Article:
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This document describes details on using the evhtp API

Required Dependencies

Optional Dependencies


Libevhtp was created as a replacement API for Libevent's current HTTP API. The reality of libevent's http interface is that it was created as a JIT server, meaning the developer never thought of it being used for creating a full-fledged HTTP service. Infact I am under the impression that the libevent http API was designed almost as an example of what you can do with libevent. It's not Apache in a box, but more and more developers are attempting to use it as so.

Libevent's HTTP pitfalls

  • It was not designed to be a fully functional HTTP server.
  • The code is messy, abstractions are almost non-existent, and feature-creep has made long-term maintainability very hard.
  • The parsing code is slow and requires data to be buffered before a full parse can be completed. This results in extranious memory usage and lots of string comparison functions.
  • There is no method for a user to access various parts of the request processing cycle. For example if the "Content-Length" header has a value of 50000, your callback is not executed until all 50000 bytes have been read.
  • Setting callback URI's do exact matches; meaning if you set a callback for "/foo/", requests for "/foo/bar/" are ignored.
  • Creating an HTTPS server is hard, it requires a bunch of work to be done on the underlying bufferevents.
  • As far as I know, streaming data back to a client is hard, if not impossible without messing with underlying bufferevents.
  • It's confusing to work with, this is probably due to the lack of proper documentation.

Libevhtp attempts to address these problems along with a wide variety of cool mechanisms allowing a developer to have complete control over your server operations. This is not to say the API cannot be used in a very simplistic manner - a developer can easily create a backwards compatible version of libevent's HTTP server to libevhtp.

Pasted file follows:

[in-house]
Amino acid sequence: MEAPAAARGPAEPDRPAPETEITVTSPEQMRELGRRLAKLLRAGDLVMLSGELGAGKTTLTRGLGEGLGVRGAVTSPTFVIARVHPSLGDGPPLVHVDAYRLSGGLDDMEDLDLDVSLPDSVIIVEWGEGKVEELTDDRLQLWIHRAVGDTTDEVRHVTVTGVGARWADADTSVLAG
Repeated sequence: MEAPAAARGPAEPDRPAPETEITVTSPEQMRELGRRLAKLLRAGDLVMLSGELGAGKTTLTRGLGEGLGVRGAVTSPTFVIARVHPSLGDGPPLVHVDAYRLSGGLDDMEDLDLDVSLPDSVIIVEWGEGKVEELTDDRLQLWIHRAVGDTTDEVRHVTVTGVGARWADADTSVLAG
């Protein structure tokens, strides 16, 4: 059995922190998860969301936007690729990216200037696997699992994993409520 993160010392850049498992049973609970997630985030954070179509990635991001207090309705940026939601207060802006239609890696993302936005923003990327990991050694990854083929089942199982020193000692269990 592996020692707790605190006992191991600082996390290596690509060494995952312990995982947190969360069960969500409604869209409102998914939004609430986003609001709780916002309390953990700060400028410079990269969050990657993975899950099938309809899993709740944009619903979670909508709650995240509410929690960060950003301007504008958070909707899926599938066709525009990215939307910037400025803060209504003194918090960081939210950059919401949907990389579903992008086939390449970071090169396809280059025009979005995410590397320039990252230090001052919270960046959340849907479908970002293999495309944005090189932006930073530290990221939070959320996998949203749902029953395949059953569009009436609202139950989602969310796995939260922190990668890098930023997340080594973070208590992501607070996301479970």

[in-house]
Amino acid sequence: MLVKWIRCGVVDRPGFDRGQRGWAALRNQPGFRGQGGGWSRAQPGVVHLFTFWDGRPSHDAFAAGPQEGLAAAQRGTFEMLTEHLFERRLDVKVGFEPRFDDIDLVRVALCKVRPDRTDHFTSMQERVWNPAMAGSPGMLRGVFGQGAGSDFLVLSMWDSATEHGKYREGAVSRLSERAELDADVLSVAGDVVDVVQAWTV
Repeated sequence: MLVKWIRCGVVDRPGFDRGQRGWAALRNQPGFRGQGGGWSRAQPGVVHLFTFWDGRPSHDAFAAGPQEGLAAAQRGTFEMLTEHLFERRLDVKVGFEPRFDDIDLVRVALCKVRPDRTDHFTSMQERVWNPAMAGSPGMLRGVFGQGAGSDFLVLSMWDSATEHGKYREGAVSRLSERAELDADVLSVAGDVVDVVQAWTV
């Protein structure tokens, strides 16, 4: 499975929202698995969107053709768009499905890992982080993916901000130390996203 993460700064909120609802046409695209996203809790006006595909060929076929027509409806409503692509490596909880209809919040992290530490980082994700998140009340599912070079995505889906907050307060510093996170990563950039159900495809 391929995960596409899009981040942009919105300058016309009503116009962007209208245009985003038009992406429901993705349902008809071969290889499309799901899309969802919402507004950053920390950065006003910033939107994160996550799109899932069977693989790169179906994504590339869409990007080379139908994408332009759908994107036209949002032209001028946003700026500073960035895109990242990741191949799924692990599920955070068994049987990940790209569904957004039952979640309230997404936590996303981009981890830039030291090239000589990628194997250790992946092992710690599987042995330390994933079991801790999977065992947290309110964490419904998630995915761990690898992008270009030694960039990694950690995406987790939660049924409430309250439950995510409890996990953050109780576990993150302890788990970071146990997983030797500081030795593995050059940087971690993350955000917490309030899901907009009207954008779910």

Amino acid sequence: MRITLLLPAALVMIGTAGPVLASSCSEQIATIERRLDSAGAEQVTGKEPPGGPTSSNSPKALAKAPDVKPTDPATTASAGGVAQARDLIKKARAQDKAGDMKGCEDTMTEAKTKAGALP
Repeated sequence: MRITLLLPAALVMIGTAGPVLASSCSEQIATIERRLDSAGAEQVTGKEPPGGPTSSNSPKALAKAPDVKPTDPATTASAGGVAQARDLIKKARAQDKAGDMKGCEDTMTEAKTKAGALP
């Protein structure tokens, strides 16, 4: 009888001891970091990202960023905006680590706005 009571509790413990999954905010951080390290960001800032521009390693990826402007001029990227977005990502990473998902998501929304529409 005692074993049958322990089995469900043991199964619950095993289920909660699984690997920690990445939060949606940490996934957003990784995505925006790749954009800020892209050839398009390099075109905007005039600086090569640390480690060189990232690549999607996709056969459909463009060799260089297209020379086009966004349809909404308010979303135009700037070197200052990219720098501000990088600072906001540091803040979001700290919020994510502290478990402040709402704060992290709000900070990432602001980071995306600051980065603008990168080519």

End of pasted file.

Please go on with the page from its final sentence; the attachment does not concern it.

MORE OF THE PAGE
A bit about the architecture of libevhtp


  1. Create a parent evhtp_t structure.
  2. Assign callbacks to the parent for specific URIs or posix-regex based URI's
  3. Optionally assign per-connection hooks (see hooks) to the callbacks.
  4. Optionally assign pre-accept and post-accept callbacks for incoming connections.
  5. Optionally enable built-in threadpool for connection handling (lock-free, and non-blocking).
  6. Optionally morph your server to HTTPS.
  7. Start the evhtp listener.

Request handling.

  1. Optionally deal with pre-accept and post-accept callbacks if they exist, allowing for a connection to be rejected if the function deems it as unacceptable.
  2. Optionally assign per-request hooks (see hooks) for a request (the most optimal place for setting these hooks is on a post-accept callback).
  3. Deal with either per-connection or per-request hook callbacks if they exist.
  4. Once the request has been fully processed, inform evhtp to send a reply.
A very basic example with no optional conditions.
#include <stdio.h>
#include <evhtp.h>

testcb(evhtp_request_t * req, void * a) {
    evbuffer_add_reference(req->buffer_out, "foobar", 6, NULL, NULL);
    evhtp_send_reply(req, EVHTP_RES_OK);

main(int argc, char ** argv) {
    evbase_t * evbase = event_base_new();
    evhtp_t  * htp    = evhtp_new(evbase, NULL);

    evhtp_set_cb(htp, "/test", testcb, NULL);
    evhtp_bind_socket(htp, "", 8080, 1024);
    event_base_loop(evbase, 0);
    return 0;
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